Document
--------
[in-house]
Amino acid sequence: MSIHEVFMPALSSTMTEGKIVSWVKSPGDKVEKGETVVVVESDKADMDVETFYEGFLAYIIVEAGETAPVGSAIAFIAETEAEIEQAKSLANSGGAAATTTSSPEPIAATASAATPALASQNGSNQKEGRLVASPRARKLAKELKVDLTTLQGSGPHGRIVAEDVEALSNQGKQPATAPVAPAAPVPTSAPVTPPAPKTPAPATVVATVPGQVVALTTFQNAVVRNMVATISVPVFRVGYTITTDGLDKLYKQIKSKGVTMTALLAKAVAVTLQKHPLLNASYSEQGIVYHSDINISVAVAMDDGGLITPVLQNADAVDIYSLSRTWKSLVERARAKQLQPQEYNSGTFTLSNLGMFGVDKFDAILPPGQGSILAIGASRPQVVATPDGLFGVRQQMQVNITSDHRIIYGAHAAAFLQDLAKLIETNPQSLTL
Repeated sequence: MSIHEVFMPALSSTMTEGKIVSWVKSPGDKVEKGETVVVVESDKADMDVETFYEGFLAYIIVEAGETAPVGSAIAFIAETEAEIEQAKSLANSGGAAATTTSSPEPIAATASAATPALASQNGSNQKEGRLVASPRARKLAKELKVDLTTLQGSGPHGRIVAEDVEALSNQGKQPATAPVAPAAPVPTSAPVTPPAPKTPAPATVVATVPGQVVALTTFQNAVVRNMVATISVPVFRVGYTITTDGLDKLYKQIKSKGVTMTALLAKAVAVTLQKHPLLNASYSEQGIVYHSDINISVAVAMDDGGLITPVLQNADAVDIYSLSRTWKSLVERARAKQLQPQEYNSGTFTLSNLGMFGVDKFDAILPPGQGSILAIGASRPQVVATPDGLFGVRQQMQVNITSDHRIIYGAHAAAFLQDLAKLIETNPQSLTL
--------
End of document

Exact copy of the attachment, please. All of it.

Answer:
[in-house]
Amino acid sequence: MSIHEVFMPALSSTMTEGKIVSWVKSPGDKVEKGETVVVVESDKADMDVETFYEGFLAYIIVEAGETAPVGSAIAFIAETEAEIEQAKSLANSGGAAATTTSSPEPIAATASAATPALASQNGSNQKEGRLVASPRARKLAKELKVDLTTLQGSGPHGRIVAEDVEALSNQGKQPATAPVAPAAPVPTSAPVTPPAPKTPAPATVVATVPGQVVALTTFQNAVVRNMVATISVPVFRVGYTITTDGLDKLYKQIKSKGVTMTALLAKAVAVTLQKHPLLNASYSEQGIVYHSDINISVAVAMDDGGLITPVLQNADAVDIYSLSRTWKSLVERARAKQLQPQEYNSGTFTLSNLGMFGVDKFDAILPPGQGSILAIGASRPQVVATPDGLFGVRQQMQVNITSDHRIIYGAHAAAFLQDLAKLIETNPQSLTL
Repeated sequence: MSIHEVFMPALSSTMTEGKIVSWVKSPGDKVEKGETVVVVESDKADMDVETFYEGFLAYIIVEAGETAPVGSAIAFIAETEAEIEQAKSLANSGGAAATTTSSPEPIAATASAATPALASQNGSNQKEGRLVASPRARKLAKELKVDLTTLQGSGPHGRIVAEDVEALSNQGKQPATAPVAPAAPVPTSAPVTPPAPKTPAPATVVATVPGQVVALTTFQNAVVRNMVATISVPVFRVGYTITTDGLDKLYKQIKSKGVTMTALLAKAVAVTLQKHPLLNASYSEQGIVYHSDINISVAVAMDDGGLITPVLQNADAVDIYSLSRTWKSLVERARAKQLQPQEYNSGTFTLSNLGMFGVDKFDAILPPGQGSILAIGASRPQVVATPDGLFGVRQQMQVNITSDHRIIYGAHAAAFLQDLAKLIETNPQSLTL